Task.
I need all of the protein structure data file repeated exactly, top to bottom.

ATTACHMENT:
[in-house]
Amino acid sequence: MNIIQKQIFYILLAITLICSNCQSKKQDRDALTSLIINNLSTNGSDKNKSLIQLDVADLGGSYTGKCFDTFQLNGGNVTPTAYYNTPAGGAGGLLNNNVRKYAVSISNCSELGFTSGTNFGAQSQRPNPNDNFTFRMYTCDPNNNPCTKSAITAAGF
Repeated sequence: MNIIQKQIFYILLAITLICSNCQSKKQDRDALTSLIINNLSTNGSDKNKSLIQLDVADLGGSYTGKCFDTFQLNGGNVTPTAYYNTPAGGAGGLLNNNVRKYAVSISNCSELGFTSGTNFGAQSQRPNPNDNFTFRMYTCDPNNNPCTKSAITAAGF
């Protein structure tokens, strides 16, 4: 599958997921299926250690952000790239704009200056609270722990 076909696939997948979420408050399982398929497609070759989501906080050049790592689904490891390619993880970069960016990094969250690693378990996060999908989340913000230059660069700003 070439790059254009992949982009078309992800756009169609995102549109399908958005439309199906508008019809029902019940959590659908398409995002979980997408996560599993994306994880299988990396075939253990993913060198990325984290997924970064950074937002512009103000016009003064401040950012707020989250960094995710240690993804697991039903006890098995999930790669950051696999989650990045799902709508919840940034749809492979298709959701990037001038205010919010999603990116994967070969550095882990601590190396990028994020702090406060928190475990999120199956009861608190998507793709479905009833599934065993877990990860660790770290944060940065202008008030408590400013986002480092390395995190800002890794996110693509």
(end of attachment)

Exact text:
[in-house]
Amino acid sequence: MNIIQKQIFYILLAITLICSNCQSKKQDRDALTSLIINNLSTNGSDKNKSLIQLDVADLGGSYTGKCFDTFQLNGGNVTPTAYYNTPAGGAGGLLNNNVRKYAVSISNCSELGFTSGTNFGAQSQRPNPNDNFTFRMYTCDPNNNPCTKSAITAAGF
Repeated sequence: MNIIQKQIFYILLAITLICSNCQSKKQDRDALTSLIINNLSTNGSDKNKSLIQLDVADLGGSYTGKCFDTFQLNGGNVTPTAYYNTPAGGAGGLLNNNVRKYAVSISNCSELGFTSGTNFGAQSQRPNPNDNFTFRMYTCDPNNNPCTKSAITAAGF
């Protein structure tokens, strides 16, 4: 599958997921299926250690952000790239704009200056609270722990 076909696939997948979420408050399982398929497609070759989501906080050049790592689904490891390619993880970069960016990094969250690693378990996060999908989340913000230059660069700003 070439790059254009992949982009078309992800756009169609995102549109399908958005439309199906508008019809029902019940959590659908398409995002979980997408996560599993994306994880299988990396075939253990993913060198990325984290997924970064950074937002512009103000016009003064401040950012707020989250960094995710240690993804697991039903006890098995999930790669950051696999989650990045799902709508919840940034749809492979298709959701990037001038205010919010999603990116994967070969550095882990601590190396990028994020702090406060928190475990999120199956009861608190998507793709479905009833599934065993877990990860660790770290944060940065202008008030408590400013986002480092390395995190800002890794996110693509």